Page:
While stoneware crocks and crockery objects, such as jugs and butter churns, are valued for their durability and thick-walled construction, they still can develop surface and structural cracks. Stoneware is made from thick clay, but like all clay pottery, it is still porous despite its thickness. Therefore, when you repair a crack in a stoneware crock, you need to use a strong adhesive and make sure it sets properly before you handle the crock again. Super glue (cyanoacrylate adhesive) is the glue of choice for repairing crockery, especially if it is a collection piece or storage container.
Empty the crock of anything that may be stored inside it. Gently clean the cracked interior or exterior surface of the crock with a moist sponge or cloth and gently wipe it dry.
Squeeze super glue into the crack while you move the tube up and down the length and/or width of the crack.
Allow the glue to dry for a minute or two, then wrap elastic fabric or an elastic bandage two or three times around the crock. Tie the ends of the fabric or bandage as tightly as you can, so that the knot is located over the crack and exerts pressure on the glued crack.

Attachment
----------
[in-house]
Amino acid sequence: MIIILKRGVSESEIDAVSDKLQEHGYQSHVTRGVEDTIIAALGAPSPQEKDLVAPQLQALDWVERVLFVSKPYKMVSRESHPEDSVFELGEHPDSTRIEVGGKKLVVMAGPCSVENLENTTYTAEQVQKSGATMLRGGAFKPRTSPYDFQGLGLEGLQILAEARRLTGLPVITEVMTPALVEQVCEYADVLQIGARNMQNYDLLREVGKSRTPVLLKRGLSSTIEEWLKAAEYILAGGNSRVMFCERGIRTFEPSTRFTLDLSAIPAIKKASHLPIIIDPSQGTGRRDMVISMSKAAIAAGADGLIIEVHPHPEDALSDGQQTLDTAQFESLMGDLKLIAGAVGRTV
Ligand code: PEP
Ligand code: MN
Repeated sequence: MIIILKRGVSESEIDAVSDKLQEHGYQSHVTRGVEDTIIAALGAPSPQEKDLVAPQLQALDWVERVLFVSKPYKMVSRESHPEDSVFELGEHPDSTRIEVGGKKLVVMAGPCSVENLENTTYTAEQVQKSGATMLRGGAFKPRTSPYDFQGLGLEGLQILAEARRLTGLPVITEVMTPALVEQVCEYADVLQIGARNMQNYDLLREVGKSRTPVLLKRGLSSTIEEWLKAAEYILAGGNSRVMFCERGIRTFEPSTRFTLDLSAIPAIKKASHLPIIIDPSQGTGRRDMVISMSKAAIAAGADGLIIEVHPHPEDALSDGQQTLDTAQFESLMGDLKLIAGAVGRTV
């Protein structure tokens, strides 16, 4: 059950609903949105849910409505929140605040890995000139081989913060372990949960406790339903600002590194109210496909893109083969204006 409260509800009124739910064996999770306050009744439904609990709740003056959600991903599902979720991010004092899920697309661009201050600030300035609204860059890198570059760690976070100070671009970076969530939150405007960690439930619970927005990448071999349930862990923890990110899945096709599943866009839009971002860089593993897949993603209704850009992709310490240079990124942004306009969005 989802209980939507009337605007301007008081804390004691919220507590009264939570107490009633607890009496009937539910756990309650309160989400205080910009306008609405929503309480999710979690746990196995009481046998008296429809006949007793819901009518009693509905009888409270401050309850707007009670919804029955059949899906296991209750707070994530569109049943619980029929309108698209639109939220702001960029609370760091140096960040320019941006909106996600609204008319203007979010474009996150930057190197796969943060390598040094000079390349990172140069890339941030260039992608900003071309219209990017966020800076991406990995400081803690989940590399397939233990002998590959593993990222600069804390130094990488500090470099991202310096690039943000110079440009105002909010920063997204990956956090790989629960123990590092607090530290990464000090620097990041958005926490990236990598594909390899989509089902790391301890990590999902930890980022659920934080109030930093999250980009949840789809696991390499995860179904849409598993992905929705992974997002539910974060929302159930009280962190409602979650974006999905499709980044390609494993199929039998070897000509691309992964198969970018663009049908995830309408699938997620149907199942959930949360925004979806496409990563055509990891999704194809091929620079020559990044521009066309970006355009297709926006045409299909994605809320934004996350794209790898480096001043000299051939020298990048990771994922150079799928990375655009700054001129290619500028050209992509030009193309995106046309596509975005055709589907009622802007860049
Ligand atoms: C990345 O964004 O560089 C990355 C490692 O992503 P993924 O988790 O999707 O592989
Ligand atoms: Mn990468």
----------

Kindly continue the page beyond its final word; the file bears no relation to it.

Wrap insulated wire three or four times around the bandage or fabric band and crimp or twist the ends together.
Remove the wire and elastic bandage or fabric after 24 hours have passed. Use a razor blade or sharp hobby knife to remove any dried glue visible on the surface of the crock. Refill the crock or return it to its display. Do not cook with, or otherwise heat, a repaired crock, and do not use it for food storage if the crack is inside it.
John DeMerceau is an American expatriate entrepreneur, marketing analyst and Web developer. He now lives and works in southeast Asia, where he creates websites and branding/marketing reports for international clients. DeMerceau graduated from Columbia University with a Bachelor of Arts in history.